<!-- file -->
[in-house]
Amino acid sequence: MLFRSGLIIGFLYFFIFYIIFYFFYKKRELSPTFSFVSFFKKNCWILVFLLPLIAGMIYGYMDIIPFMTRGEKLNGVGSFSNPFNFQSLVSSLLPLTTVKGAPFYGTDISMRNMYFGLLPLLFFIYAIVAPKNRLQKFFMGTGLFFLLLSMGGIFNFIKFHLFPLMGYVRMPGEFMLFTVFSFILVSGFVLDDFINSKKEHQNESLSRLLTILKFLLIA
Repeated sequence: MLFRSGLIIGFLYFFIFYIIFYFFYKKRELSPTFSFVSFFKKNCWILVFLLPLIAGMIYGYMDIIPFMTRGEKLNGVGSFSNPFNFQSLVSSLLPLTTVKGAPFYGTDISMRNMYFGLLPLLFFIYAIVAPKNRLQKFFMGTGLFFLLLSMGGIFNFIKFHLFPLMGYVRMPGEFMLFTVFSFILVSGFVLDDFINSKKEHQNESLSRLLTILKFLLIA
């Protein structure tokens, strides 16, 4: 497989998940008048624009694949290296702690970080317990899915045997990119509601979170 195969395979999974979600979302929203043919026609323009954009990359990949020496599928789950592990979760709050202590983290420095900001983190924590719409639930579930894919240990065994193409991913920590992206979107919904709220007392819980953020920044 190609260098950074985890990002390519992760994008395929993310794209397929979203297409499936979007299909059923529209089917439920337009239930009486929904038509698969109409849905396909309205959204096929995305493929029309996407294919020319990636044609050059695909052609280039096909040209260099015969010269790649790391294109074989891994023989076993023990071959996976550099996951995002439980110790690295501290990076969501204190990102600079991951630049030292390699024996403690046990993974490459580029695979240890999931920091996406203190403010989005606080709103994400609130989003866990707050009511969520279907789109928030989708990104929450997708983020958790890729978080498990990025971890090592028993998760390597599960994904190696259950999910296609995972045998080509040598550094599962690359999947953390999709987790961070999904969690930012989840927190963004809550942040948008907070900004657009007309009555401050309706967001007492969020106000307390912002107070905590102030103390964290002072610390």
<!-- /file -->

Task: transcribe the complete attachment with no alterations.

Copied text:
[in-house]
Amino acid sequence: MLFRSGLIIGFLYFFIFYIIFYFFYKKRELSPTFSFVSFFKKNCWILVFLLPLIAGMIYGYMDIIPFMTRGEKLNGVGSFSNPFNFQSLVSSLLPLTTVKGAPFYGTDISMRNMYFGLLPLLFFIYAIVAPKNRLQKFFMGTGLFFLLLSMGGIFNFIKFHLFPLMGYVRMPGEFMLFTVFSFILVSGFVLDDFINSKKEHQNESLSRLLTILKFLLIA
Repeated sequence: MLFRSGLIIGFLYFFIFYIIFYFFYKKRELSPTFSFVSFFKKNCWILVFLLPLIAGMIYGYMDIIPFMTRGEKLNGVGSFSNPFNFQSLVSSLLPLTTVKGAPFYGTDISMRNMYFGLLPLLFFIYAIVAPKNRLQKFFMGTGLFFLLLSMGGIFNFIKFHLFPLMGYVRMPGEFMLFTVFSFILVSGFVLDDFINSKKEHQNESLSRLLTILKFLLIA
């Protein structure tokens, strides 16, 4: 497989998940008048624009694949290296702690970080317990899915045997990119509601979170 195969395979999974979600979302929203043919026609323009954009990359990949020496599928789950592990979760709050202590983290420095900001983190924590719409639930579930894919240990065994193409991913920590992206979107919904709220007392819980953020920044 190609260098950074985890990002390519992760994008395929993310794209397929979203297409499936979007299909059923529209089917439920337009239930009486929904038509698969109409849905396909309205959204096929995305493929029309996407294919020319990636044609050059695909052609280039096909040209260099015969010269790649790391294109074989891994023989076993023990071959996976550099996951995002439980110790690295501290990076969501204190990102600079991951630049030292390699024996403690046990993974490459580029695979240890999931920091996406203190403010989005606080709103994400609130989003866990707050009511969520279907789109928030989708990104929450997708983020958790890729978080498990990025971890090592028993998760390597599960994904190696259950999910296609995972045998080509040598550094599962690359999947953390999709987790961070999904969690930012989840927190963004809550942040948008907070900004657009007309009555401050309706967001007492969020106000307390912002107070905590102030103390964290002072610390």